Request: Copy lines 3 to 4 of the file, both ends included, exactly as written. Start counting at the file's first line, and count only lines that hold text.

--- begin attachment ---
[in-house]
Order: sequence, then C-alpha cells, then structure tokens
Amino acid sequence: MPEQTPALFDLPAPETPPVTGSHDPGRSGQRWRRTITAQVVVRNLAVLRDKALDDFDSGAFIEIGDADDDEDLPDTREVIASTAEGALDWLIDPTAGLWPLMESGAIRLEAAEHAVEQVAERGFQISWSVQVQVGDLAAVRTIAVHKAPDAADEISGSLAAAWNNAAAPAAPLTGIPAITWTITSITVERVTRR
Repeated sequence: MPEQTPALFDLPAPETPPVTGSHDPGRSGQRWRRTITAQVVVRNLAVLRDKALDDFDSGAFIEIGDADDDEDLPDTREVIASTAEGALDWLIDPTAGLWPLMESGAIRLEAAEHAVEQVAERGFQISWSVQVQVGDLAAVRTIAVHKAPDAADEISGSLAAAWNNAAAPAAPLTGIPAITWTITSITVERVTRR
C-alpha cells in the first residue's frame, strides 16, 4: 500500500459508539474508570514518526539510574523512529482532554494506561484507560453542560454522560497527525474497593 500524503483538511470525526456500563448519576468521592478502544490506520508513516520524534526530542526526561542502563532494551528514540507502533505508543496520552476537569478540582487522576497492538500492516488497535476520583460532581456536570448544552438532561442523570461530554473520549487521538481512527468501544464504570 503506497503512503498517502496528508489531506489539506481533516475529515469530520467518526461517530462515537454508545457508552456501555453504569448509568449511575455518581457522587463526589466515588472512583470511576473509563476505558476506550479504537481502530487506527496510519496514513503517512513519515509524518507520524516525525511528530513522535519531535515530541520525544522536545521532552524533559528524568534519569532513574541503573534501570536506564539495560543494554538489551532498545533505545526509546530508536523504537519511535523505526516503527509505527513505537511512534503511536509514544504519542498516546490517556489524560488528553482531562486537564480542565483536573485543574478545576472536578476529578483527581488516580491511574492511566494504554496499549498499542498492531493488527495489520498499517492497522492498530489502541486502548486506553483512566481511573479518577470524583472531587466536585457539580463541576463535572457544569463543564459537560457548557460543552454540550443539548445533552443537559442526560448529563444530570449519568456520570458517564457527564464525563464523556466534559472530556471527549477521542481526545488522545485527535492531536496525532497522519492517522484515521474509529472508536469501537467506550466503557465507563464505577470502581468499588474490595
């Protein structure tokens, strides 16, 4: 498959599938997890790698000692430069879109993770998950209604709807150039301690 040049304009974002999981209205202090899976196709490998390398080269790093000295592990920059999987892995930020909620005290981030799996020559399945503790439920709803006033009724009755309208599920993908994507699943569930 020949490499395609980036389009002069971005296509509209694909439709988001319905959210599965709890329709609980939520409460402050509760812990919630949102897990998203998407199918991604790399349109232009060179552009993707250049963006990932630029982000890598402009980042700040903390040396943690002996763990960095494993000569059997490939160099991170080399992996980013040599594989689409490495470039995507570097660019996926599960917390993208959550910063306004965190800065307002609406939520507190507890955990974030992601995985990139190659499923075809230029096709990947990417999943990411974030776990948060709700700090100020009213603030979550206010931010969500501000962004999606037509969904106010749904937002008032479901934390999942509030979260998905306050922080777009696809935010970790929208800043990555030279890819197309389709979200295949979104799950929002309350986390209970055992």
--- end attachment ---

Amino acid sequence: MPEQTPALFDLPAPETPPVTGSHDPGRSGQRWRRTITAQVVVRNLAVLRDKALDDFDSGAFIEIGDADDDEDLPDTREVIASTAEGALDWLIDPTAGLWPLMESGAIRLEAAEHAVEQVAERGFQISWSVQVQVGDLAAVRTIAVHKAPDAADEISGSLAAAWNNAAAPAAPLTGIPAITWTITSITVERVTRR
Repeated sequence: MPEQTPALFDLPAPETPPVTGSHDPGRSGQRWRRTITAQVVVRNLAVLRDKALDDFDSGAFIEIGDADDDEDLPDTREVIASTAEGALDWLIDPTAGLWPLMESGAIRLEAAEHAVEQVAERGFQISWSVQVQVGDLAAVRTIAVHKAPDAADEISGSLAAAWNNAAAPAAPLTGIPAITWTITSITVERVTRR